A Novel of the Roman Empire

Book - 2007
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Gaius Petrius Ruso is a divorced and down-on his luck army doctor who has made the rash decision to seek his fortune in an inclement outpost of the Roman Empire, namely Britannia. His arrival in Deva (more commonly known as Chester, England) does little to improve his mood, and after a straight thirty six hour shift at the army hospital, he succumbs to a moment of weakness and rescues an injured slave girl, Tilla, from the hands of her abusive owner.

Now he has a new problem: a slave who won't talk and can't cook, and drags trouble in her wake. Before he knows it, Ruso is caught in the middle of an investigation into the deaths of prostitutes working out of the local bar. A few years earlier, after he rescued Emperor Trajan from an earthquake in Antioch, Ruso seemed headed for glory: now he's living among heathens in a vermin-infested bachelor pad and must summon all his forensic knowledge to find a killer who may be after him next.

Who are the true barbarians, the conquered or the conquerors? It's up to Ruso--certainly the most likeable sleuth to come out of the Roman Empire--to discover the truth. With a gift for comic timing and historic detail, Ruth Downie has conjured an ancient world as raucous and real as our own.

Published in the UK as Medicus (Ruso) and the Disappearing Dancing Girls .

Publisher: New York : Bloomsbury, 2007.
ISBN: 9781596912311
Branch Call Number: DOWNI
Characteristics: ix, 386 p.


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Oct 29, 2017

I have read all five books in the 'Medicus" series - all were very enjoyable. They should be read in the correct order.

Aug 10, 2016

It's pretty rare in a formulaic genre like this that an author can maintain a sense of doubt as to the outcome, well done.

Quite good, let's hope the rest of the series maintain the quality.

Mar 28, 2016

I was looking for something to read over Easter and as there were no new offerings from some of my old favourites I thought L would try a "new" murder mystery writer. I am really glad I did as I enjoyed it immensely and am looking forward to getting the next in the series. Ruth Downie is to me on par with my usual favourite Susanne Grogory.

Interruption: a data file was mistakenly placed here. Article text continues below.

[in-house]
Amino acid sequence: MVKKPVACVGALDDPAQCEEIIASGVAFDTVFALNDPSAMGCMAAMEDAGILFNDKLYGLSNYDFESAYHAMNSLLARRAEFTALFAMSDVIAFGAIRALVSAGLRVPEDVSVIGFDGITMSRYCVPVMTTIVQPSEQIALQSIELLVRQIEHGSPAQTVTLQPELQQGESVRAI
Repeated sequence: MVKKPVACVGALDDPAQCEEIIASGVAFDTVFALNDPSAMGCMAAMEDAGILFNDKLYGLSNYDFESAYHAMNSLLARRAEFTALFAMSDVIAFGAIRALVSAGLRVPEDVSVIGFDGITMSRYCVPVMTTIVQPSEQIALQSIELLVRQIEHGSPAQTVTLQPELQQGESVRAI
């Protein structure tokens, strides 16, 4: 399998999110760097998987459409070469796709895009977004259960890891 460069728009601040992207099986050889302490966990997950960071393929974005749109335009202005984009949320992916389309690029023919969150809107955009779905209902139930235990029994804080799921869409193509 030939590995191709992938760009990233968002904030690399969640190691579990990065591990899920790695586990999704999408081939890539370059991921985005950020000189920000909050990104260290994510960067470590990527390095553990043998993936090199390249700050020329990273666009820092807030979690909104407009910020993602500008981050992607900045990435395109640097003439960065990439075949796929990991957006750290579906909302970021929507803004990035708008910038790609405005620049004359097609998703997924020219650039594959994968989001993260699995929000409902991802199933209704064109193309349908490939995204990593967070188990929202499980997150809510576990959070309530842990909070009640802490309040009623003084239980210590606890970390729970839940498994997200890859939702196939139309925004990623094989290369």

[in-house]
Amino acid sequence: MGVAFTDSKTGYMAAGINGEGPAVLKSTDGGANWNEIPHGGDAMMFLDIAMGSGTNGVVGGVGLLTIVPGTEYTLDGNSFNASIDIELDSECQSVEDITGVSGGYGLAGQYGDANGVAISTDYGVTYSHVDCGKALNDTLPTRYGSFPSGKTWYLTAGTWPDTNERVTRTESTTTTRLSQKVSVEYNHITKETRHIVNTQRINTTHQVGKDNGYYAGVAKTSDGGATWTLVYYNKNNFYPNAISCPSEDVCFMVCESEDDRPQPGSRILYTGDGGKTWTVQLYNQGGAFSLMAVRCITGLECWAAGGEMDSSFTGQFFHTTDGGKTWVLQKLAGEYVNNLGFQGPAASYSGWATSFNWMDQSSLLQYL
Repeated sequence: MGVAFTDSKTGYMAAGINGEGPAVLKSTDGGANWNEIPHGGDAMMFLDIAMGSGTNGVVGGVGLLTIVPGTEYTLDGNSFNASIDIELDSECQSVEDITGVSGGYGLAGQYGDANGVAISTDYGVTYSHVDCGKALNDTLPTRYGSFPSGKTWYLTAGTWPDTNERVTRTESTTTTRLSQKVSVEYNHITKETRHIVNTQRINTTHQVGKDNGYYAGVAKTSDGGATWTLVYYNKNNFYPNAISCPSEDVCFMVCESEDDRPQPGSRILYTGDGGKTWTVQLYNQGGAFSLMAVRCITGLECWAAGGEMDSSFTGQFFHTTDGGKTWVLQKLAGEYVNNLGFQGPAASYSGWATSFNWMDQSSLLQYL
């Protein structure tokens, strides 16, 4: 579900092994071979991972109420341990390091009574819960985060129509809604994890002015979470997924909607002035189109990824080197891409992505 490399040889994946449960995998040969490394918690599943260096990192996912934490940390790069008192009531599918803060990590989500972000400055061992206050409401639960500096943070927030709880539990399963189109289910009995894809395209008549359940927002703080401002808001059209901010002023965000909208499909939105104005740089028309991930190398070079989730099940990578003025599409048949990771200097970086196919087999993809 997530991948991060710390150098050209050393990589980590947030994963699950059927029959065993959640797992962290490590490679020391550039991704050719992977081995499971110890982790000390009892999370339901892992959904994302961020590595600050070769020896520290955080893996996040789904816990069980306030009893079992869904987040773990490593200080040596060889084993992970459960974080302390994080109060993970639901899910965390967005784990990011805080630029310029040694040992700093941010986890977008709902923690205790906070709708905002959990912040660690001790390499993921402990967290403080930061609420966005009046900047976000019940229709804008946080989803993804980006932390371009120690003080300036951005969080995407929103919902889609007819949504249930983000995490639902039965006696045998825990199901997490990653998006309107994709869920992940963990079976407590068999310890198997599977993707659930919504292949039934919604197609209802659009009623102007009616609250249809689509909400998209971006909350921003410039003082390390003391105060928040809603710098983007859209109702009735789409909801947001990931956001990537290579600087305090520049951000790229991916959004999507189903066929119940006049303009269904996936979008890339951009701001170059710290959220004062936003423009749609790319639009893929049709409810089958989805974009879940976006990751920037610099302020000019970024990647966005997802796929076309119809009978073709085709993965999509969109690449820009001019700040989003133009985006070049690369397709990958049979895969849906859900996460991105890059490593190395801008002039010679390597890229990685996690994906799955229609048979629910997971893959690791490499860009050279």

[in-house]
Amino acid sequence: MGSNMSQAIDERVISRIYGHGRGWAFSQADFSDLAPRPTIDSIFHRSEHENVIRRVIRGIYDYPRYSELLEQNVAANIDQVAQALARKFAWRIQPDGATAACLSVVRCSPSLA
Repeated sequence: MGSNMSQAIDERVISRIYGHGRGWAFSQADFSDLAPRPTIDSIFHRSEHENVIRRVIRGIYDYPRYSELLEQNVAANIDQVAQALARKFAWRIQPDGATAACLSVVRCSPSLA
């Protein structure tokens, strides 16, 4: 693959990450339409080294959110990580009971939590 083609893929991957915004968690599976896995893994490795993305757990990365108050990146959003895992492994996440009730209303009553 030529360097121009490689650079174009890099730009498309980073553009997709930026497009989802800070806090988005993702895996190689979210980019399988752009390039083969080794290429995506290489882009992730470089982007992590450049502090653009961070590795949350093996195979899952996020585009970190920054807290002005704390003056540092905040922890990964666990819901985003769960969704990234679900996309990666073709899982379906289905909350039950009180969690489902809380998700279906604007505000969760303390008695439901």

Jan 24, 2015

Excellent re-creation of first-century Britain in the style of early-21st century mystery writing. Very likeable protagonist. Looking forward to reading future installments.

Feb 14, 2014

This is the first of a series. We are introduced to the difficult life of a Medicus to a division of the Roman army, as he arrives at his new post in Britannia, a country with rebellious natives, mud, and unsympathetic officials. In trying to follow the precepts of his profession, he buys a slave with a broken arm to save her from death at the hands of a slave dealer. Since he can't pronounce her tribal name, he calls her Tilla (Useful). His further adventures in trying to stop a rash of deaths of prostitute slaves and still stay in the good graces of his commanding officers, makes for very exciting reading. The author has thoroughly researched Roman Britain. Her descriptions of the time and place as well as the characters thoroughly engage you in their lives and time.

Apr 25, 2013

Excellent read, I learned a lot about the historical time and found the mystery fascinating.

Jan 21, 2011

This book was good... just not amazing. I enjoyed it and it was very entertaining, it just fell a little short of my expectations as far as characters and plot go. I was pretty funny, and the topic of sex trafficking is still relevant today. I think I would read a sequel if/when there is one, but Medicus probably isn't a book I will read again.

Mar 30, 2010

This was recommended to me by someone in the library I didn't know. This isn't normally something I would read or listen to, but I found it very enjoyable. Funny at times.

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